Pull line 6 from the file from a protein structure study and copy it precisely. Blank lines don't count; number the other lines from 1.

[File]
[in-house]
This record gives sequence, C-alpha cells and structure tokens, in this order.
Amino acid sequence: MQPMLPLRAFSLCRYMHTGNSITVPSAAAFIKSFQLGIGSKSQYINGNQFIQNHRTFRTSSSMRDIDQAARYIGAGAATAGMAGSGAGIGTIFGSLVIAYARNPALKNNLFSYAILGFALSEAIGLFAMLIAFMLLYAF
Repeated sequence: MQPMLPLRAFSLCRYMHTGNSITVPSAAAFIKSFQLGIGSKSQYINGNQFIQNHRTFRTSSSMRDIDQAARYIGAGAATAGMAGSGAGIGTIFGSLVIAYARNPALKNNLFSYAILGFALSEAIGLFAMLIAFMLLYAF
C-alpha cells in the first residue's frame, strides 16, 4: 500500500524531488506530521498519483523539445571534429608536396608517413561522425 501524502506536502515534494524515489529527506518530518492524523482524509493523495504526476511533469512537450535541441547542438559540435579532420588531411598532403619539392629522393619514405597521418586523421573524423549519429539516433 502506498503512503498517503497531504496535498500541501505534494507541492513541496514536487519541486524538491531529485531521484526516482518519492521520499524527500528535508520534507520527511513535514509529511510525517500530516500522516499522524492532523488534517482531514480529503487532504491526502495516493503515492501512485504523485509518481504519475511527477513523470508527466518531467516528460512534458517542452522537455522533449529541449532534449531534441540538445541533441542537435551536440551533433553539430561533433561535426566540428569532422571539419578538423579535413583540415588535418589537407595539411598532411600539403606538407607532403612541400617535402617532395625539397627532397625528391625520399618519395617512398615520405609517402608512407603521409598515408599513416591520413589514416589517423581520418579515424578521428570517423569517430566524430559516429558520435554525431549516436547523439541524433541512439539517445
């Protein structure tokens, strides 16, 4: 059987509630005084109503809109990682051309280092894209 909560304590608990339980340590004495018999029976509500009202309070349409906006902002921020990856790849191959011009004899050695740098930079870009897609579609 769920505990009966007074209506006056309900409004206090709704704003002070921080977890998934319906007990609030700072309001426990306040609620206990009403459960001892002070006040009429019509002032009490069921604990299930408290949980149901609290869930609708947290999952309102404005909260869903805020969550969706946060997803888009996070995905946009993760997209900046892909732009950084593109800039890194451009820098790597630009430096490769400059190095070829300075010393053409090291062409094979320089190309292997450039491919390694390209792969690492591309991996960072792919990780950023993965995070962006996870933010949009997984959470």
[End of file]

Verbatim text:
């Protein structure tokens, strides 16, 4: 059987509630005084109503809109990682051309280092894209 909560304590608990339980340590004495018999029976509500009202309070349409906006902002921020990856790849191959011009004899050695740098930079870009897609579609 769920505990009966007074209506006056309900409004206090709704704003002070921080977890998934319906007990609030700072309001426990306040609620206990009403459960001892002070006040009429019509002032009490069921604990299930408290949980149901609290869930609708947290999952309102404005909260869903805020969550969706946060997803888009996070995905946009993760997209900046892909732009950084593109800039890194451009820098790597630009430096490769400059190095070829300075010393053409090291062409094979320089190309292997450039491919390694390209792969690492591309991996960072792919990780950023993965995070962006996870933010949009997984959470």